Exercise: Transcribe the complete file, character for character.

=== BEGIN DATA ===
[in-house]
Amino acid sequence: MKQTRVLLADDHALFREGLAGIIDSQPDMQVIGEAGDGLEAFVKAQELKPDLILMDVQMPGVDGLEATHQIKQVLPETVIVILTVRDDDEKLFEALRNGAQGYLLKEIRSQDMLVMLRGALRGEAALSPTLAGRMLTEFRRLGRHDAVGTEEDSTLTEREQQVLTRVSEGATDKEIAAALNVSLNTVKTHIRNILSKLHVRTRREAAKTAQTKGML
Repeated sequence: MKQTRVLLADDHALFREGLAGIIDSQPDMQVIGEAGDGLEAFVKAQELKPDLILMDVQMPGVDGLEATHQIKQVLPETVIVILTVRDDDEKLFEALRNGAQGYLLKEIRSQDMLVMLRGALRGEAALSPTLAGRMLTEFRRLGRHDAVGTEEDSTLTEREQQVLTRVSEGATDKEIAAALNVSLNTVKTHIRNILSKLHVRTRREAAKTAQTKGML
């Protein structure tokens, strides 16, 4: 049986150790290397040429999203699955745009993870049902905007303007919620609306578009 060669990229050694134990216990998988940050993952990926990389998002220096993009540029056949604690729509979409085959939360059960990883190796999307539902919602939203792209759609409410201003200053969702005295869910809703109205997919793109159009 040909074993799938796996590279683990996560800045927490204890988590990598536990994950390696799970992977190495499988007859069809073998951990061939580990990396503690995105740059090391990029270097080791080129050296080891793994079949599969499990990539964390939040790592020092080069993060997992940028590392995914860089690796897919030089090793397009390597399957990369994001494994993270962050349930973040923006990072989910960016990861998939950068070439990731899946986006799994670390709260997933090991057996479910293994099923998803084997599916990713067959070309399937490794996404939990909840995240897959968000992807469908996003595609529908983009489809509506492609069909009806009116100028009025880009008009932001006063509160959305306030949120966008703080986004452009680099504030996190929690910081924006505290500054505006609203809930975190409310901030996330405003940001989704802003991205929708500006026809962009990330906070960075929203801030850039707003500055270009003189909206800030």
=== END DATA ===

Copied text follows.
[in-house]
Amino acid sequence: MKQTRVLLADDHALFREGLAGIIDSQPDMQVIGEAGDGLEAFVKAQELKPDLILMDVQMPGVDGLEATHQIKQVLPETVIVILTVRDDDEKLFEALRNGAQGYLLKEIRSQDMLVMLRGALRGEAALSPTLAGRMLTEFRRLGRHDAVGTEEDSTLTEREQQVLTRVSEGATDKEIAAALNVSLNTVKTHIRNILSKLHVRTRREAAKTAQTKGML
Repeated sequence: MKQTRVLLADDHALFREGLAGIIDSQPDMQVIGEAGDGLEAFVKAQELKPDLILMDVQMPGVDGLEATHQIKQVLPETVIVILTVRDDDEKLFEALRNGAQGYLLKEIRSQDMLVMLRGALRGEAALSPTLAGRMLTEFRRLGRHDAVGTEEDSTLTEREQQVLTRVSEGATDKEIAAALNVSLNTVKTHIRNILSKLHVRTRREAAKTAQTKGML
């Protein structure tokens, strides 16, 4: 049986150790290397040429999203699955745009993870049902905007303007919620609306578009 060669990229050694134990216990998988940050993952990926990389998002220096993009540029056949604690729509979409085959939360059960990883190796999307539902919602939203792209759609409410201003200053969702005295869910809703109205997919793109159009 040909074993799938796996590279683990996560800045927490204890988590990598536990994950390696799970992977190495499988007859069809073998951990061939580990990396503690995105740059090391990029270097080791080129050296080891793994079949599969499990990539964390939040790592020092080069993060997992940028590392995914860089690796897919030089090793397009390597399957990369994001494994993270962050349930973040923006990072989910960016990861998939950068070439990731899946986006799994670390709260997933090991057996479910293994099923998803084997599916990713067959070309399937490794996404939990909840995240897959968000992807469908996003595609529908983009489809509506492609069909009806009116100028009025880009008009932001006063509160959305306030949120966008703080986004452009680099504030996190929690910081924006505290500054505006609203809930975190409310901030996330405003940001989704802003991205929708500006026809962009990330906070960075929203801030850039707003500055270009003189909206800030």